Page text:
Knowing how sensitive my daughter is and was, knowing how intensely painful this must have been for her, I can only sit here, filled with sadness that we just didn’t know better.  It was as though, when we got her diagnosis, all common sense left us.

So I am asking all my Autistic friends – What would have helped you when you were a small child?  Would it have been helpful to have your parent stay with you until you were comfortable and felt safe enough to go off on your own?  Would you have liked knowing your parent was there, even if you didn’t need to be right next to them?  What do you advise parents new to all of this?

OT session ~ 2005

OT session ~ 2005

Musings on Fear, Dehumanization and Other Light Topics Worthy of A Friday Morning…

I have always had an irrational fear of institutionalization.  Irrational because I have no “diagnosis” or valid reason that would make such a fear reality unless you count being high-strung, emotional and I’ve been told over the years, “too sensitive” but I don’t think people are ever actually institutionalized for that… or are they?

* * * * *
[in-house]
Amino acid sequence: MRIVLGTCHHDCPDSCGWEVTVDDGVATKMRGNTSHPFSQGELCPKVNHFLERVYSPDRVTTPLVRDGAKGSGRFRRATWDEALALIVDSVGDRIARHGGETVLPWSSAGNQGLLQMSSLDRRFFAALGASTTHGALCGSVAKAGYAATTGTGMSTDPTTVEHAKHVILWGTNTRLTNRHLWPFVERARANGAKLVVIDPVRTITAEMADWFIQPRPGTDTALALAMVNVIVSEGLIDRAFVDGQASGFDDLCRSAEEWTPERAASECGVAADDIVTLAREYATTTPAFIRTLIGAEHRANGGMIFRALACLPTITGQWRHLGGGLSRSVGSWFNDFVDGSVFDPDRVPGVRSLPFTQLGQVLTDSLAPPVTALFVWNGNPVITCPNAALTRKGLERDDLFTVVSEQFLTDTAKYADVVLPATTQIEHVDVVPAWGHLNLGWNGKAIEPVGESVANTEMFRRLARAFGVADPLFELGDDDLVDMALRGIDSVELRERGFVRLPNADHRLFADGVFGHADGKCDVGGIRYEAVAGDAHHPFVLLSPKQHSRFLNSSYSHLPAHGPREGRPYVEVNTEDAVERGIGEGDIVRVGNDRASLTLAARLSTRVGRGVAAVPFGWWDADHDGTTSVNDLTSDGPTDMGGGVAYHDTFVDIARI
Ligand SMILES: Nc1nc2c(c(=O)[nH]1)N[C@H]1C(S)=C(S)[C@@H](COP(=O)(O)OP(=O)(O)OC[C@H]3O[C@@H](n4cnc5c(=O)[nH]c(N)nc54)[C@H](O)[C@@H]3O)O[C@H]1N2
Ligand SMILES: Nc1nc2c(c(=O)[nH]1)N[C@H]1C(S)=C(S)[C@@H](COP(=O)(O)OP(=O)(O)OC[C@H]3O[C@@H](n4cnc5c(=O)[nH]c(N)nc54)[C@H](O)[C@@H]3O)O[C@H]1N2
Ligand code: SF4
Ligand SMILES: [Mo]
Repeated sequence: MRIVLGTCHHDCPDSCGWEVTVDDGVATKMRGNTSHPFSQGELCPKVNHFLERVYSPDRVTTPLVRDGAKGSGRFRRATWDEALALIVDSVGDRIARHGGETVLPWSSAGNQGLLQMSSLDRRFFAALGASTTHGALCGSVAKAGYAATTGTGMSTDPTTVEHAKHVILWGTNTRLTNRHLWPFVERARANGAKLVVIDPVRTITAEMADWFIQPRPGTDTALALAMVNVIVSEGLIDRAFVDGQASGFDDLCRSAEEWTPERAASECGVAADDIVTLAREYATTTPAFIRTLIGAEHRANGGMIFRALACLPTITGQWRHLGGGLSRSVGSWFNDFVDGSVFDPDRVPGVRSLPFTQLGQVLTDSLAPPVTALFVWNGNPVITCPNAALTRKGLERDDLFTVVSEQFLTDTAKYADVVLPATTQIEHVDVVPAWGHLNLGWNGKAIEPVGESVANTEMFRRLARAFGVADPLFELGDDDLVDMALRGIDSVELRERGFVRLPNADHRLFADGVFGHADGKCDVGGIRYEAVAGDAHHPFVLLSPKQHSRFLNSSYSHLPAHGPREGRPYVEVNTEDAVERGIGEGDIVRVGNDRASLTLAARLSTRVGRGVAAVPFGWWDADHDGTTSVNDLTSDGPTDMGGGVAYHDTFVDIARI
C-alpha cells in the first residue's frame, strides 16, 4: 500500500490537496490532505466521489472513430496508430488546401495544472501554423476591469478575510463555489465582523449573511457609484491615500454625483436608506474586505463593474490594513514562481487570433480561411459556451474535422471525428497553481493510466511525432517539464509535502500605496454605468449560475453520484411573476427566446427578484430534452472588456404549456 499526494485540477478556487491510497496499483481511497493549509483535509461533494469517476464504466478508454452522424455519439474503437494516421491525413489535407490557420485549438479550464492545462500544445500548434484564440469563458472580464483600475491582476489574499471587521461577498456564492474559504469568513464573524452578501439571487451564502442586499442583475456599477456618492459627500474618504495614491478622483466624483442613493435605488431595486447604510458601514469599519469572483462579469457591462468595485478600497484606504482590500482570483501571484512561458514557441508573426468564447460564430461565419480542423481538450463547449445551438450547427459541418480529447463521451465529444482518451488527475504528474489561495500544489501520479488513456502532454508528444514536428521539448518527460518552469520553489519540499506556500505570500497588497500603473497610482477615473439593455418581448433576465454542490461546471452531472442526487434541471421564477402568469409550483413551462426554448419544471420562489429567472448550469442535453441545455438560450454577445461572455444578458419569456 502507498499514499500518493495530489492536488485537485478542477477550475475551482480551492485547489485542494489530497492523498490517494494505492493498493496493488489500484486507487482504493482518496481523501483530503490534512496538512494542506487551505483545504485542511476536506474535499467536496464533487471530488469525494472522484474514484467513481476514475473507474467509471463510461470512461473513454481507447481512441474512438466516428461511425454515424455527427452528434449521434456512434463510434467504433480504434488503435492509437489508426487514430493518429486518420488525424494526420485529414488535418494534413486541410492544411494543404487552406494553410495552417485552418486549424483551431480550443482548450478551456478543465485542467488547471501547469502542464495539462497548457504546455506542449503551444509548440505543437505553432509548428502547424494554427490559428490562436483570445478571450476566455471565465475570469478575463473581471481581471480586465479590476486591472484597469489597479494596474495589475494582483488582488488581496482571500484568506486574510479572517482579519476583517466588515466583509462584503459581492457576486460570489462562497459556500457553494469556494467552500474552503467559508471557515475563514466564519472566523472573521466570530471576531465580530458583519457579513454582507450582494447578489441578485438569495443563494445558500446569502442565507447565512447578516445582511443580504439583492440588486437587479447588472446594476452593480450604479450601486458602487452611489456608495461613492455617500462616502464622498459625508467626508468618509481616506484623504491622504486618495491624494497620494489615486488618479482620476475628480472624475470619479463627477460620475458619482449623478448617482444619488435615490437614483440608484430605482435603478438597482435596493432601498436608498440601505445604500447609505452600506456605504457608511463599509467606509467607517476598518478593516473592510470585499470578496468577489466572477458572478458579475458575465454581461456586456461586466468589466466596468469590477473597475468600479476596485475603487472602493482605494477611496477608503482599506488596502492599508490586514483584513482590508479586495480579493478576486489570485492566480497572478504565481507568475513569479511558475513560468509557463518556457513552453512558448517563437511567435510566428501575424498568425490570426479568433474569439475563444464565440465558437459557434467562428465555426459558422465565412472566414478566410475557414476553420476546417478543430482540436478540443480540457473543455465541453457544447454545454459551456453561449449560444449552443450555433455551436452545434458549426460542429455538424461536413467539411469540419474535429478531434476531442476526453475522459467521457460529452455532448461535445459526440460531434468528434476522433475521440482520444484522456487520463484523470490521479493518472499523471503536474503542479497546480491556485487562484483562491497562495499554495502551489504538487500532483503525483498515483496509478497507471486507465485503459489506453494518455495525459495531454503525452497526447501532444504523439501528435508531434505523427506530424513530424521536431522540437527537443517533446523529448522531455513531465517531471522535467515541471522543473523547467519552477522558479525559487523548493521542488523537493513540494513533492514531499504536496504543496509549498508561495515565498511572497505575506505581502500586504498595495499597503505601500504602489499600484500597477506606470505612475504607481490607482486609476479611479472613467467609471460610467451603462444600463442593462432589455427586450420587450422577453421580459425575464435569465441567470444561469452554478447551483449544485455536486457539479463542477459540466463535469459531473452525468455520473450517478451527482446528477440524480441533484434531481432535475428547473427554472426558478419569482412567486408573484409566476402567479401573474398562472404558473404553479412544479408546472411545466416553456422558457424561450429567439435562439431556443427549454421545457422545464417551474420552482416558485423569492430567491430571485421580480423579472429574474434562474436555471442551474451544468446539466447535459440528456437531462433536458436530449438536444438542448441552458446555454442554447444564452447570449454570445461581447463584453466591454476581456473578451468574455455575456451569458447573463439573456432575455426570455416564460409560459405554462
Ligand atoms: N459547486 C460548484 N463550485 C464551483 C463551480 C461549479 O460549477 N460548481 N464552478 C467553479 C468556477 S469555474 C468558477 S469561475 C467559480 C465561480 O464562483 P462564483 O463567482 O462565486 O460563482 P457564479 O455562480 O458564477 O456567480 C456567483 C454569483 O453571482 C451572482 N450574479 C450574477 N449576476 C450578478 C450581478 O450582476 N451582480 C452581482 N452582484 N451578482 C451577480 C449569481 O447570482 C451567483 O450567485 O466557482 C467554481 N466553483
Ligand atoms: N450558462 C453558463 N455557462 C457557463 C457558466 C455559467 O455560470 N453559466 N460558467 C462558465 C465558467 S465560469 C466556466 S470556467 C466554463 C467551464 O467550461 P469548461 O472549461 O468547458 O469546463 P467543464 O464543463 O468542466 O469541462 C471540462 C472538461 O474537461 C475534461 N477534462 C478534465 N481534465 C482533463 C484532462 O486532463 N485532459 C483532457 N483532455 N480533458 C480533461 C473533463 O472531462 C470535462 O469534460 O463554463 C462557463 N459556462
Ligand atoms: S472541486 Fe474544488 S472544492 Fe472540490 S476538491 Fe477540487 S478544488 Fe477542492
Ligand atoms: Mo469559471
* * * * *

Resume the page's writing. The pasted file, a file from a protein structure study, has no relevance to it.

Maybe it was the stories I was told as a child about a couple of my relatives, now dead, who were institutionalized against their will by family members intent on getting them out of the way, or perhaps it was from all those months my father spent in the hospital clawing his way back to the living after a horse back riding accident that left him disabled for the remainder of his life, or maybe it was the books I read and was drawn to as a teenager.  Books detailing (supposedly) real lives lived such as Dibs in Search of Self, Sybil, The Three Faces Of Eve and Go Ask Alice.

Whatever the reason, I had and have a terror of being “put away”, locked up somewhere.  This fear includes hospitals, group homes, prison, any place that removes my ability to walk away when I choose, and places my care in the hands of others.  As a quick example of how much this fear permeates my life, I gave birth to both my children naturally and in birthing centers, not because I have an aversion to drugs, (I had a lively and deep attraction to drugs of all kinds during my teens and early twenties – I do NOT recommend this) or because I’m a granola-eating, Birkenstocks wearing vegan. (I’m not.  Not that there’s anything wrong with anyone who might fit that description.)   No, I gave birth naturally and in birthing centers because my fear of hospitals aka institutions is so great I begin to feel real panic even writing about it.